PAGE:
SpaceX successfully launched the fourth batch of 60 Starlink satellites into orbit. The company aims to fund their space program by offering internet services. Starlink will be a constellation of 12,000 satellites that will beam high-speed internet across the globe. SpaceX officials previously stated that Starlink will be affordable enough that areas where internet is non-existent, unreliable, or too expensive will benefit from their service. During today's live launch broadcast SpaceX Engineer Lauren Lyons said:
"Because Starlink satellites fly in a global constellation, we can bring high-speed Internet to places that previously had terrible service or no service at all. Some of the most exciting opportunities for Starlink are rural or remote locations where traditional fiber or cable just isn't practical."
Liftoff! pic.twitter.com/rFRtJuTXFL— SpaceX (@SpaceX) January 29, 2020
Today (January 29), a previously flown, 229-foot-tall Falcon 9 rocket fired up at 9:06 a.m. EST. lifting off from Launch Complex Pad 40 at the Cape Canaveral Air Force Station in Florida. The rocket’s nine Merlin 1D engines, collectively generating about 1.7 million pounds of thrust upon lift-off. Successfully deploying 60 Starlink satellite's into orbit.
Successful deployment of 60 Starlink satellites confirmed! pic.twitter.com/AHkQYB3uNV— SpaceX (@SpaceX) January 29, 2020
SpaceX explained they will test the satellites at a low altitude first, to ensure the satellites are working at optimal levels. If a satellite does not work properly they expect to leave those satellites behind to burn up in Earth’s atmosphere over the course of a few months. In the coming weeks the working satellites will be raised into a 550-kilometer operational orbit. SpaceX has the world's largest satellite constellation, with a total of 230 satellites in low Earth orbit, out of the 12,000 they aim to deploy. "Building a constellation that can provide this level of service is incredibly challenging, but we are making steady progress toward that goal with every Starlink launch," Lyons said.
SpaceX achieved several reusability milestones during today's launch. They reused a Falcon 9 rocket booster B1051.3 for the third time! This is a great accomplishment in the aerospace industry, SpaceX has been the only company trying to recover and reuse rockets. Rocket reusability, significantly reduces manufacturing and operation costs. They aim to develop a rocket that can be as reusable as an airplane. The B1051.3 first-stage rocket booster's previous missions include: Performing the first demonstration, Demo-1, launch of Crew Dragon to the International space station in March 2019. Also, launched three Earth-observing satellites for Canada in June 2019.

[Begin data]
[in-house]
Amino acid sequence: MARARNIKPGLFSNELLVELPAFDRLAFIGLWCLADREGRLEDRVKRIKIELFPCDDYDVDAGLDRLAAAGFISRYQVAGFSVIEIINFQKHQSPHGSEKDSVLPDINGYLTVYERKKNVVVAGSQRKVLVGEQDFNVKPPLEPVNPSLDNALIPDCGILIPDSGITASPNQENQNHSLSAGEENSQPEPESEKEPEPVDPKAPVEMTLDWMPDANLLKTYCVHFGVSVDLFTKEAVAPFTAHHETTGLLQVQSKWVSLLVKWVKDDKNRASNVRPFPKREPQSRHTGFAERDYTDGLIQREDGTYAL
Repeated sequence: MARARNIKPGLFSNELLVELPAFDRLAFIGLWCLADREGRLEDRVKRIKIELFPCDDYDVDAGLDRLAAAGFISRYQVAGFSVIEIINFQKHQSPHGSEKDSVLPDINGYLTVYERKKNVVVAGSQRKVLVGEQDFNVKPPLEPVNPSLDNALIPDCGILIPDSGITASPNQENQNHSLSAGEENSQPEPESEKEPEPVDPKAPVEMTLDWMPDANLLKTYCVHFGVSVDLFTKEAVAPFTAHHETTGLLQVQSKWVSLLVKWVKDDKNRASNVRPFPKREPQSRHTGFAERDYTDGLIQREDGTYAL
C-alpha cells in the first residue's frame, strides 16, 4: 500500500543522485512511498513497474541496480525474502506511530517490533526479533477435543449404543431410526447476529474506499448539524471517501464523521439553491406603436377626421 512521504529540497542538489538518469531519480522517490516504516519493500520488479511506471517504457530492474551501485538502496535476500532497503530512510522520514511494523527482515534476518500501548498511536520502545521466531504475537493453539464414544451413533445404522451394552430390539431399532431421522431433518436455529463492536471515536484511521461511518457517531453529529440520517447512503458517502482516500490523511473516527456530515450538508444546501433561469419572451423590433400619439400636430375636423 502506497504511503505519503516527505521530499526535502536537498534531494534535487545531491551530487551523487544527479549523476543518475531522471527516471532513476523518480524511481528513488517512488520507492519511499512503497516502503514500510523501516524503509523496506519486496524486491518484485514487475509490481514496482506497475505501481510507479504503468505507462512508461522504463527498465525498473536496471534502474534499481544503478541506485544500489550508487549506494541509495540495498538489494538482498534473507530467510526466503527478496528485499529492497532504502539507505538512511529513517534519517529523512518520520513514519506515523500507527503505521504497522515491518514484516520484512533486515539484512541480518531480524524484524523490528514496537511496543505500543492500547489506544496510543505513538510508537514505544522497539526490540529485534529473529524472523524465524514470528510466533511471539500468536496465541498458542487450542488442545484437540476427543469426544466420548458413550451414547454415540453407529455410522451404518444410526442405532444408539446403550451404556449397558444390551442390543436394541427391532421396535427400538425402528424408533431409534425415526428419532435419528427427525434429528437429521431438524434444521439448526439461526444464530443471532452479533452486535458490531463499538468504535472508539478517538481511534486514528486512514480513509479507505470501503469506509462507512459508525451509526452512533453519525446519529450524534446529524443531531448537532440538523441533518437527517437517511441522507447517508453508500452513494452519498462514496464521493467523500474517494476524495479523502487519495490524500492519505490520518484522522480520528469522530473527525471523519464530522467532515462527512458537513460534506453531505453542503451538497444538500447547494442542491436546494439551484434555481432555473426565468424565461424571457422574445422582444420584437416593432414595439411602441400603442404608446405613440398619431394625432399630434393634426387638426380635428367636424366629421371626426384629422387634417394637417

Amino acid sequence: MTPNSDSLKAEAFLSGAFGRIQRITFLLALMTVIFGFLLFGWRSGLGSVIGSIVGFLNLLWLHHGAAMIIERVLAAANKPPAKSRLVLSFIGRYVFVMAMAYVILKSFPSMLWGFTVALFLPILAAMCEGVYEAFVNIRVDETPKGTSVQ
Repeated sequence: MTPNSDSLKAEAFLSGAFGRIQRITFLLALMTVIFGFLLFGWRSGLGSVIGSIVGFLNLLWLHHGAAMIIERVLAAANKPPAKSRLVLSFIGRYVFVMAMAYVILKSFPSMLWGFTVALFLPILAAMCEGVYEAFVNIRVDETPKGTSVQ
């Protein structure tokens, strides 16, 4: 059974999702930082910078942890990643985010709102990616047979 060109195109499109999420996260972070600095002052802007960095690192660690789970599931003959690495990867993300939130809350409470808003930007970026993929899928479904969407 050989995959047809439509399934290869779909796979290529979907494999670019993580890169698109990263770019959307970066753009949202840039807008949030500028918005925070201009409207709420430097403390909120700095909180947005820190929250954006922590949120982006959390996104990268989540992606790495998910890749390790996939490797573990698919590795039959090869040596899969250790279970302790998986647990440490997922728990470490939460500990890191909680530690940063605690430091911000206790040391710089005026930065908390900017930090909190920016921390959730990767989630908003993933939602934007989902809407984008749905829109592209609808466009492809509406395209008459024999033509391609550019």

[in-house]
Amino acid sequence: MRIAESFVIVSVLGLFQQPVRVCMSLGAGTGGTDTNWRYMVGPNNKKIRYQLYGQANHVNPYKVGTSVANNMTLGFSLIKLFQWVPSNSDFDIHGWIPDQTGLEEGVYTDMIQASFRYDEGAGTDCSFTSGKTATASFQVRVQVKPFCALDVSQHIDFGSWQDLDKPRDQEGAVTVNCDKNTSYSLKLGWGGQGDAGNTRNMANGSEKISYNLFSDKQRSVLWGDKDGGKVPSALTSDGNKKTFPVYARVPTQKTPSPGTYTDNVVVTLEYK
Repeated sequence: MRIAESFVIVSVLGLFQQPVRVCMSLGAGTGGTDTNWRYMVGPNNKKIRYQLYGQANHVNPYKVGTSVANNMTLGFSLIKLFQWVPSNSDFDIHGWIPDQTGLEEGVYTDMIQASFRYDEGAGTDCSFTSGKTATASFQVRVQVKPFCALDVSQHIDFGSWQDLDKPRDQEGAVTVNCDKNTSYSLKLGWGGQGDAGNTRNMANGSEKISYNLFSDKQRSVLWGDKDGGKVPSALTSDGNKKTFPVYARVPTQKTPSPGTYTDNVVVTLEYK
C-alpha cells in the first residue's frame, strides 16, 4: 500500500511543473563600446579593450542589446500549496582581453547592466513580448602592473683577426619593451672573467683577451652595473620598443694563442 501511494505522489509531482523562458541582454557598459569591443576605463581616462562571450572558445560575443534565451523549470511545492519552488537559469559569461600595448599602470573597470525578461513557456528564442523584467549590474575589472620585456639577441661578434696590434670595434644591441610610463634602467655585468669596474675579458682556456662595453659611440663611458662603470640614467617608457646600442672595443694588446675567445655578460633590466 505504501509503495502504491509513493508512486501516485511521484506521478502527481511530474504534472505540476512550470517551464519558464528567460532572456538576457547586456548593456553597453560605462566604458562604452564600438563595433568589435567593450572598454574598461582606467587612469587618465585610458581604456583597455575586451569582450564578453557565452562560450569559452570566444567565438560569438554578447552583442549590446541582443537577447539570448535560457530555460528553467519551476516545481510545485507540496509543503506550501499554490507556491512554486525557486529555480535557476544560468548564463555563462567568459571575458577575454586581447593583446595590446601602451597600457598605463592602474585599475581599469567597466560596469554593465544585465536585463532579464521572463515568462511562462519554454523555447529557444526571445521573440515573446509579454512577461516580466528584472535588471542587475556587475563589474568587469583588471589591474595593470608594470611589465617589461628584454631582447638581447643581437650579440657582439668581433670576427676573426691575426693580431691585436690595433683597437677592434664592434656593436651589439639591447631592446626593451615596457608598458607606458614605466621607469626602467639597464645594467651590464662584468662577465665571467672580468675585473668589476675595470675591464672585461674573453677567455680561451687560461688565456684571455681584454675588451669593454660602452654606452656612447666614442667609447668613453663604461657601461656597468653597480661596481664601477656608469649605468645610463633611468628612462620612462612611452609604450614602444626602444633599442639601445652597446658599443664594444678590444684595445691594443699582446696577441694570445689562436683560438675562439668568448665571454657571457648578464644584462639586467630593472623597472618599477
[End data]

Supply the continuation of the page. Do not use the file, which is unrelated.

Falcon 9’s first stage has landed on the Of Course I Still Love You droneship – our 49th successful landing of an orbital class booster pic.twitter.com/QyR3zyPcIp— SpaceX (@SpaceX) January 29, 2020
Today, they recovered the rocket booster for the third time! Approximately 9 minutes after lift-off, the rocket returned from space to touch-down vertically on a landing platform droneship situated in the Atlantic Ocean called Of Course I Still Love You -marking SpaceX's 49th rocket booster recovery! Engineers can now reuse this same booster with little refurbishment. They designed the Falcon 9 (Block 5) boosters with the capability of conducting 10 flights. So far, they have only reused a particular rocket 4 times.
Another reusability milestone during today's Starlink-3 mission was, they caught a payload fairing half, which is the top nose cone section of the rocket that holds the satellite, with a boat called "Ms. Tree" (photo below).
Ms. Tree caught a fairing half – our third successful catch! pic.twitter.com/VJU8asg4gS— SpaceX (@SpaceX) January 29, 2020
Ms. Tree is equipped with a large net that is used to catch fairing halves as they fall from space. Each fairing half is equipped with small thrusters to orient themselves as they fall through Earth's atmosphere and they use parachutes to soft land into the ocean. Ocean water is corrosive due to salt, so the company wants to start catching fairings with boats to be able to reutilize them. They only caught one fairing half, the other one failed to land on another recovery ship named "Ms. Chief." SpaceX engineer said: "We will be pulling that fairing half out of the water and hopefully reusing it again in the future."
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About the Author
Evelyn J. Arevalo joined Tesmanian in 2019 to cover news as a Space Journalist and SpaceX Starbase Texas Correspondent. Evelyn is specialized in rocketry and space exploration. The main topics she covers are SpaceX and NASA.